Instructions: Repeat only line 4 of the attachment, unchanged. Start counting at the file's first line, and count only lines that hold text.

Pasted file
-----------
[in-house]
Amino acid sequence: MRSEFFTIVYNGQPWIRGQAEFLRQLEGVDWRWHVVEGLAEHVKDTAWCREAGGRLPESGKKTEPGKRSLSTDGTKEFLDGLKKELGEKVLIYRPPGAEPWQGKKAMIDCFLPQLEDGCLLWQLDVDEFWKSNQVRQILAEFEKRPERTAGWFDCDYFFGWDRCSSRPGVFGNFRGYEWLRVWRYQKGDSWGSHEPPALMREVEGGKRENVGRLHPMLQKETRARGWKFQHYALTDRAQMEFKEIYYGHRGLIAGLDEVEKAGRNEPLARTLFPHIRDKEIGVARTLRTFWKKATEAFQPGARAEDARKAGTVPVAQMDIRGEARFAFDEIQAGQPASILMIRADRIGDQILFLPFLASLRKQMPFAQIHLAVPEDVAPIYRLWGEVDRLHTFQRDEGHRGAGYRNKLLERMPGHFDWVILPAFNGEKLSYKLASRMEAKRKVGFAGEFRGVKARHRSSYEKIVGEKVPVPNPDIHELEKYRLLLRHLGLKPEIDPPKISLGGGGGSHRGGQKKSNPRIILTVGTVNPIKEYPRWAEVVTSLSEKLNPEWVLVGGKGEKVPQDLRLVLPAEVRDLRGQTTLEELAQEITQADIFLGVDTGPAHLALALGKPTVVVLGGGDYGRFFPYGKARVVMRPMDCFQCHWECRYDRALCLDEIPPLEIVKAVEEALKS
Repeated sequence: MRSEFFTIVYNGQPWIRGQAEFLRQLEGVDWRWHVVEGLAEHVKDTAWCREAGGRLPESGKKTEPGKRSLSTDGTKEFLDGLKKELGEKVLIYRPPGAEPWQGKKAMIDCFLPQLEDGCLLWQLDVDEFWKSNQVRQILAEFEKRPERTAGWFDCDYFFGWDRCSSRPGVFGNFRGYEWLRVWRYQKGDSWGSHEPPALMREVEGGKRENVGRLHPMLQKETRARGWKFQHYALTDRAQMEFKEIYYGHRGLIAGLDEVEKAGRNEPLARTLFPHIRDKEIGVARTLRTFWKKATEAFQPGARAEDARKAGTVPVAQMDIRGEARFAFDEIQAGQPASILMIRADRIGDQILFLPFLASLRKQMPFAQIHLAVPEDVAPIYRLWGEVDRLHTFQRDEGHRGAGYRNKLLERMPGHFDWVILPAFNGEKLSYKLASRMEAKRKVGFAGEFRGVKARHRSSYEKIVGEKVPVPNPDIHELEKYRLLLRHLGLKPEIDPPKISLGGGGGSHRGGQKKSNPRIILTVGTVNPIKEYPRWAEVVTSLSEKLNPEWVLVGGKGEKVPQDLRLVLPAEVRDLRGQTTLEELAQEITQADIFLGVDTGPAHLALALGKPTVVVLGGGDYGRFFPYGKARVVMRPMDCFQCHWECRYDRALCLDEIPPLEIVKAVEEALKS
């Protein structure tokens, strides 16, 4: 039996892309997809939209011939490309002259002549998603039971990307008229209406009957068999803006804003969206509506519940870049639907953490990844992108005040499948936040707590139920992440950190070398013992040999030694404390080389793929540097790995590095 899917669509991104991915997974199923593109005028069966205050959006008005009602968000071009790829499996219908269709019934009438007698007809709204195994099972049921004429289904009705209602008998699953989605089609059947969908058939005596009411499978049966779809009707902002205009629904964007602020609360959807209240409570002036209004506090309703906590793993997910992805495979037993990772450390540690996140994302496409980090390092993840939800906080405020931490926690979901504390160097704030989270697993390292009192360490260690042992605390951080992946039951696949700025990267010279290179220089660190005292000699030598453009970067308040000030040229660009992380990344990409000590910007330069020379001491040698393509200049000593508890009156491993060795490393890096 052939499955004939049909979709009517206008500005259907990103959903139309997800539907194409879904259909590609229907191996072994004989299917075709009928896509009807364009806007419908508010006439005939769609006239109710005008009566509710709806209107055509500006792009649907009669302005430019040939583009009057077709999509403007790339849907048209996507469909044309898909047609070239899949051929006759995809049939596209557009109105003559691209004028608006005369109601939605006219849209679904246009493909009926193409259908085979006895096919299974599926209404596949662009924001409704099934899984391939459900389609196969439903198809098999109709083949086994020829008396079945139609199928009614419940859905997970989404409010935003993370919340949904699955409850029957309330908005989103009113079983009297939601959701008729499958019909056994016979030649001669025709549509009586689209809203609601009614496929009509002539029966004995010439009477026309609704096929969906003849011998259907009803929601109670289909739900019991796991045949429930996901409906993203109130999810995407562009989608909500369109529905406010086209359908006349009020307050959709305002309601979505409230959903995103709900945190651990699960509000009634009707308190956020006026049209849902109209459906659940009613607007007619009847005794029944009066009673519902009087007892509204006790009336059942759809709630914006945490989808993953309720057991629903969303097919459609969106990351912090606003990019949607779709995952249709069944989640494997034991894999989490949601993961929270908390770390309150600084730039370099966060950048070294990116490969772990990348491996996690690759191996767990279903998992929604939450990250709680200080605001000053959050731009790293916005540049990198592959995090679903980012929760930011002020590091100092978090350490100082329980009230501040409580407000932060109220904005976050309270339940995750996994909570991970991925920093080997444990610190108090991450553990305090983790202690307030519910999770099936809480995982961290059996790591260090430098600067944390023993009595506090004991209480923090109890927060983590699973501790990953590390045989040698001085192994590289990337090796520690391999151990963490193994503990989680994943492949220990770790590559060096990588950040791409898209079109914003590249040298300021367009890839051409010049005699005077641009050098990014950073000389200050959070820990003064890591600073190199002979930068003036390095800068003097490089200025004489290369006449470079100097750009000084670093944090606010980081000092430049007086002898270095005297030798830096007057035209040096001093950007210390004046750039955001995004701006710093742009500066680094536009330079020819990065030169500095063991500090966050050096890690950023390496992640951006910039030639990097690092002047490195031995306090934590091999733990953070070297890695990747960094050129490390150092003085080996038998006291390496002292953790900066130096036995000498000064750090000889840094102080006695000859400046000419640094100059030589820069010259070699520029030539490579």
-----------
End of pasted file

């Protein structure tokens, strides 16, 4: 039996892309997809939209011939490309002259002549998603039971990307008229209406009957068999803006804003969206509506519940870049639907953490990844992108005040499948936040707590139920992440950190070398013992040999030694404390080389793929540097790995590095 899917669509991104991915997974199923593109005028069966205050959006008005009602968000071009790829499996219908269709019934009438007698007809709204195994099972049921004429289904009705209602008998699953989605089609059947969908058939005596009411499978049966779809009707902002205009629904964007602020609360959807209240409570002036209004506090309703906590793993997910992805495979037993990772450390540690996140994302496409980090390092993840939800906080405020931490926690979901504390160097704030989270697993390292009192360490260690042992605390951080992946039951696949700025990267010279290179220089660190005292000699030598453009970067308040000030040229660009992380990344990409000590910007330069020379001491040698393509200049000593508890009156491993060795490393890096 052939499955004939049909979709009517206008500005259907990103959903139309997800539907194409879904259909590609229907191996072994004989299917075709009928896509009807364009806007419908508010006439005939769609006239109710005008009566509710709806209107055509500006792009649907009669302005430019040939583009009057077709999509403007790339849907048209996507469909044309898909047609070239899949051929006759995809049939596209557009109105003559691209004028608006005369109601939605006219849209679904246009493909009926193409259908085979006895096919299974599926209404596949662009924001409704099934899984391939459900389609196969439903198809098999109709083949086994020829008396079945139609199928009614419940859905997970989404409010935003993370919340949904699955409850029957309330908005989103009113079983009297939601959701008729499958019909056994016979030649001669025709549509009586689209809203609601009614496929009509002539029966004995010439009477026309609704096929969906003849011998259907009803929601109670289909739900019991796991045949429930996901409906993203109130999810995407562009989608909500369109529905406010086209359908006349009020307050959709305002309601979505409230959903995103709900945190651990699960509000009634009707308190956020006026049209849902109209459906659940009613607007007619009847005794029944009066009673519902009087007892509204006790009336059942759809709630914006945490989808993953309720057991629903969303097919459609969106990351912090606003990019949607779709995952249709069944989640494997034991894999989490949601993961929270908390770390309150600084730039370099966060950048070294990116490969772990990348491996996690690759191996767990279903998992929604939450990250709680200080605001000053959050731009790293916005540049990198592959995090679903980012929760930011002020590091100092978090350490100082329980009230501040409580407000932060109220904005976050309270339940995750996994909570991970991925920093080997444990610190108090991450553990305090983790202690307030519910999770099936809480995982961290059996790591260090430098600067944390023993009595506090004991209480923090109890927060983590699973501790990953590390045989040698001085192994590289990337090796520690391999151990963490193994503990989680994943492949220990770790590559060096990588950040791409898209079109914003590249040298300021367009890839051409010049005699005077641009050098990014950073000389200050959070820990003064890591600073190199002979930068003036390095800068003097490089200025004489290369006449470079100097750009000084670093944090606010980081000092430049007086002898270095005297030798830096007057035209040096001093950007210390004046750039955001995004701006710093742009500066680094536009330079020819990065030169500095063991500090966050050096890690950023390496992640951006910039030639990097690092002047490195031995306090934590091999733990953070070297890695990747960094050129490390150092003085080996038998006291390496002292953790900066130096036995000498000064750090000889840094102080006695000859400046000419640094100059030589820069010259070699520029030539490579």